- continually evolving and changing process which the individual defines and in which he/she must participate
- The structural and functional integrity of the individual
- Determined by the individual’s values, beliefs, age , gender, and ability to meet self-care requisites or health deviations
- Defined by the patient in relation to basic conditioning factors such as age, sex, cultural values, education and socioeconomic status
- Subjectively experienced, a perceived condition of well-being, and exists experientially on a continuum with illness as its antithesis
- a state of balance, an equilibrium that an individual has established within himself and between himself and his social and physical environment.
- is a disruption in perceived integrity or wholeness of developed structure and function of the body and/or mind; it is an absence of health.
- may produce a difficulty with functioning, normal growth and development and preventing or controlling disease and disability and their effects.
- is an objective dysfunction which can be diagnosed and treated by health care providers.
The nurse promotes physical health and wellness by:
- providing assistance with activities of daily living
- safely administering medications and parenteral therapies (PHARMACOLOGICAL THERAPEUTICS)
- reducing the risk that patients will develop complications of health problems, treatments or procedures
- providing and managing care of patients with acute, chronic and /or life threatening health conditions
- incorporating the principles of growth and development into patient care
- promoting health through the use of prevention and early detection health programs
The environment is an open, evolving system that consists of internal and external factors, physical, psychological, social , cultural and spiritual, that influence or affect the life and survival of a person or community. The person constantly interacts and communicates with the environment. Physical, psychological, socio-cultural and spiritual dimensions create a dynamic relationship between the changing environment and health. The nurse achieves client outcomes by providing a safe and effective health care environment in order to protect clients, families/significant others, communities and other health care personnel. Environmental conditions:
- Can be altered in light of a person’s special needs, age related needs, and the changes being sought in the person’s health state or manner of living
- Contribute to personal growth when sufficient resource are available
- Is an art and applied science;
- Applies principles from the physical, social and behavioral sciences, nursing research, nursing theory and past nursing experiences;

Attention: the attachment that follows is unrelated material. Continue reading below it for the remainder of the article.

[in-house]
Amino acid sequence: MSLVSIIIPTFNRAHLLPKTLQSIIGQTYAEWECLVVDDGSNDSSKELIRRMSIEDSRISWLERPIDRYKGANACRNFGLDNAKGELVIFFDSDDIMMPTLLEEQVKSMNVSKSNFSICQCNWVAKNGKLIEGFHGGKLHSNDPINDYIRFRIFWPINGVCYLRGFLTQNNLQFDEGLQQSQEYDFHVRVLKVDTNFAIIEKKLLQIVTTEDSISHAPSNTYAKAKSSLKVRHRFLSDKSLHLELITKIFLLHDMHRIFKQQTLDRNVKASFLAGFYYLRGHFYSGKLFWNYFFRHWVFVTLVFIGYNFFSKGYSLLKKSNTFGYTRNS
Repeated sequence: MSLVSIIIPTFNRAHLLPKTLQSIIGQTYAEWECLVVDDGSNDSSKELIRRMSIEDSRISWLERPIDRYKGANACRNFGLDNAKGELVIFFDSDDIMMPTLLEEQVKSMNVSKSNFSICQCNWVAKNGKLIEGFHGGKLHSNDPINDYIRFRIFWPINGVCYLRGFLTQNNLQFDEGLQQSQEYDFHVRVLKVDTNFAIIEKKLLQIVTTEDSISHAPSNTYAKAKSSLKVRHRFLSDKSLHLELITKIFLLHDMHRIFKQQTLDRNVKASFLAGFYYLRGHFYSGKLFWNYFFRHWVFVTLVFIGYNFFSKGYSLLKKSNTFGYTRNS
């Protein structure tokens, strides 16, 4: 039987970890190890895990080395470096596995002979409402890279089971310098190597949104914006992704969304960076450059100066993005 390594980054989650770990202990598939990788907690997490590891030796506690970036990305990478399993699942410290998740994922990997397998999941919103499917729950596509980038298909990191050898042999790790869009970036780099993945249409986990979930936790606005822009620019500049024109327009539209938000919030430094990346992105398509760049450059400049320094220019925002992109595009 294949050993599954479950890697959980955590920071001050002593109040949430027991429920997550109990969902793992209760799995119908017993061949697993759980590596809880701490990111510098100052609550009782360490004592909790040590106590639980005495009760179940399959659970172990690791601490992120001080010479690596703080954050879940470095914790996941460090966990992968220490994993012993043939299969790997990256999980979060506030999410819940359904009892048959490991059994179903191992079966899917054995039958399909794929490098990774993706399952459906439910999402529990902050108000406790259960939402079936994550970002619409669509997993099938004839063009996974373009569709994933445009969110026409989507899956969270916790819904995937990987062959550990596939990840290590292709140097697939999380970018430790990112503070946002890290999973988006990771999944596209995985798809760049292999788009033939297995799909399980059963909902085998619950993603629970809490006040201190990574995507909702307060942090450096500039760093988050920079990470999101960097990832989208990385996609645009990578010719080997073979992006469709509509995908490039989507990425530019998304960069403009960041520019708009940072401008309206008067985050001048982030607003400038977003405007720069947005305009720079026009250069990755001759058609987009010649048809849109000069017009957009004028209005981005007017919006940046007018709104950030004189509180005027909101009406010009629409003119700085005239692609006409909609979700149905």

- Is a dynamic profession which is an integral part of health care services in the community;
- Values integrity, ethical practice, diversity, life-long learning, service and quality;
- Includes caring, which is a state of mind of an individual characterized by concerns for, interest in, and solicitude for another;
- Adheres to standards of professional practice and practices within legal, ethical and regulatory frameworks;
- Effectively utilizes human, physical, financial/cost effective and technological resources to meet patient needs, provide safe, quality patient care, and support organizational outcomes;
- Utilizes the nursing process for knowledgeable decision making and judgment based on critical thinking, clinical competence, collaboration and accountability and evidenced-based practice;
- Determines the relationship between self-care demand and self-care ability;
- Designs systems to compensate for a person’s total inability to engage in self-care, assists in performance of some self-care activities, and/or provides education and support to increase self-care abilities;
- Acts as a patient advocate by initiating needed changes to improve outcomes and provide the patient with the opportunity to make informed decisions;
- Develops goals towards health promotion which empower individuals toward self-care;
- Involves an interpersonal relationship between the nurse and patient which establishes a social contract to provide care characterized by caring and communication;
- Operates within roles that are provider of care, manager of care and member of the nursing profession;
- Promotes attainment of positive outcomes and the highest level of health and wellness of individuals, families groups and communities throughout the developmental lifespan;
- Includes collaboration with the patient, significant support person(s), peers, other members of the health care team and community agencies;